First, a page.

Madigan’s office said it found one example that only accommodated those who had attended school after 1980, “barring anyone who is older than 52.”

Other sites used dates ranging from 1950 to 1970 as cutoffs, her office said. The Illinois’ Civil Rights Bureau has opened a probe into potential violations of the Illinois Human Rights Act and the federal Age Discrimination in Employment Act. Madigan’s office has written letters to six top jobs sites including, CareerBuilder, Indeed, Ladders, Monster Worldwide and Vault to ask them about their policies.

BAE sued for firing cryptographer who was looking after dying wife

A new lawsuit by cryptographer Don Davis casts the multinational defense giant BAE Systems as a rather unpleasant employer.

The Boston Globe reports that on his first day on the job, Davis explained that his wife had late-stage cancer. He would work his full work day in the office, but if he was needed nights or weekends, he’d want to work from home.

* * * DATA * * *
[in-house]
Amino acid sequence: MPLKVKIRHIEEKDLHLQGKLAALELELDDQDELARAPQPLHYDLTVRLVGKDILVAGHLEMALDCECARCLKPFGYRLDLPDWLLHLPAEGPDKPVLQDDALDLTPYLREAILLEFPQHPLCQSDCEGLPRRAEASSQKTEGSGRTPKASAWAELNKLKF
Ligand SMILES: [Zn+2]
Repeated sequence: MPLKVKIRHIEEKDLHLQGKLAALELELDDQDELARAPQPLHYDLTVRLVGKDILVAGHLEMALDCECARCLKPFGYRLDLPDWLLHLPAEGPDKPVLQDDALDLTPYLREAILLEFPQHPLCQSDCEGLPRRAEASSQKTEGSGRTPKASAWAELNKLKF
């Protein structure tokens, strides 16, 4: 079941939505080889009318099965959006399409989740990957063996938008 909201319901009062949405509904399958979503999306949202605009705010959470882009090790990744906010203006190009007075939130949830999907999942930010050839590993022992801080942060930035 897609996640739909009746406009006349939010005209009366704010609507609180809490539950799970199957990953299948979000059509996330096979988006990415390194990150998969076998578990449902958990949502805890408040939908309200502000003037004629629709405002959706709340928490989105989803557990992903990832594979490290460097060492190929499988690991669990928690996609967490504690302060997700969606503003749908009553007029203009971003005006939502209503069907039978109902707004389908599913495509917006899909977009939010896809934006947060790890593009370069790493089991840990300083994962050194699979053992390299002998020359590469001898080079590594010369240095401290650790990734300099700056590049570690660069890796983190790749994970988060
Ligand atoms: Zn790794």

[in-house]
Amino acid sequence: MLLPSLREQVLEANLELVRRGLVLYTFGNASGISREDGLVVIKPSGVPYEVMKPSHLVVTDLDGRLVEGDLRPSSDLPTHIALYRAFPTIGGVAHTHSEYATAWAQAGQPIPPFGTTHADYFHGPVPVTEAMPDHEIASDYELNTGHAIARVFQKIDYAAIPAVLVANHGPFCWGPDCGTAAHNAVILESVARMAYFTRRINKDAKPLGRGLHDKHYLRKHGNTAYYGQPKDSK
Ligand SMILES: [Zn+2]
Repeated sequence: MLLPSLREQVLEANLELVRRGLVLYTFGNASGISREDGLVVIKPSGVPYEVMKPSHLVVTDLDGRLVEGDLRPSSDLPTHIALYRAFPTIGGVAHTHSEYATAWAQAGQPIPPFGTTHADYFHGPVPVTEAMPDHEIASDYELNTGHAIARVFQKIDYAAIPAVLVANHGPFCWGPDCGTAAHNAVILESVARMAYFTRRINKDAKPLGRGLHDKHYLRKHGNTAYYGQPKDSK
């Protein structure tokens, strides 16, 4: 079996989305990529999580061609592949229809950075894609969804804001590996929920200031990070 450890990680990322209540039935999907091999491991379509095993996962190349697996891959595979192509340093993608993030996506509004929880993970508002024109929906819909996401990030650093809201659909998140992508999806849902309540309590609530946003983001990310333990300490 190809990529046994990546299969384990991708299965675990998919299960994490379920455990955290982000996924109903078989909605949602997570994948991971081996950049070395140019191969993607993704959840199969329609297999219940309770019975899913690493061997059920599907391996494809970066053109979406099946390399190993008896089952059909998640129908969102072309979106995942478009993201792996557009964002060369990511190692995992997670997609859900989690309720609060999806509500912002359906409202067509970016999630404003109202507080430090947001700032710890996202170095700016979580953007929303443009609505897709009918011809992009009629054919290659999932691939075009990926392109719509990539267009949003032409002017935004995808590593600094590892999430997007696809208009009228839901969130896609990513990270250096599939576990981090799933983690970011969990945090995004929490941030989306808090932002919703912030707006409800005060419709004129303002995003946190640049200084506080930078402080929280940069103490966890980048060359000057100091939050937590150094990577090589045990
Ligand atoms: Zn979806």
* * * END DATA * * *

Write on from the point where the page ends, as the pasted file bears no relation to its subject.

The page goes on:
His supervisor was fine with it, but the human resources department fired him on the spot after four hours of employment.

Across the pond, the lawsuit has raised the question about whether employment law requires corporations to have the same level of decency we expect from individuals. After all you don’t slap someone about because their wife is dying.  What is telling also is that it was not that he was asking for “time off” to look after his sick wife, just not work stupid hours in the office.

Don Davis’ lawyer, Rebecca Pontikes, contends he was discriminated against because the company “requires its male employees to be the stereotypical male breadwinner and to leave family responsibilities to women”.

BAE issued a statement to The Boston Globe saying: “We do not tolerate discrimination of any kind and work hard to provide our employees with flexible working options that enable them to have a meaningful work/life balance.”

Marissa Mayer to get a $23 million “golden parachute”

Yahoo is giving its CEO Marissa Mayer a $23 million “golden parachute” and $3 million in cold hard cash in the hope that she might go away with the least amount of fuss.

The search engine has named Thomas McInerney, a former chief financial officer of IAC, as the bearer of the Yahoo poisoned chalice once the merger with Verizon becomes official.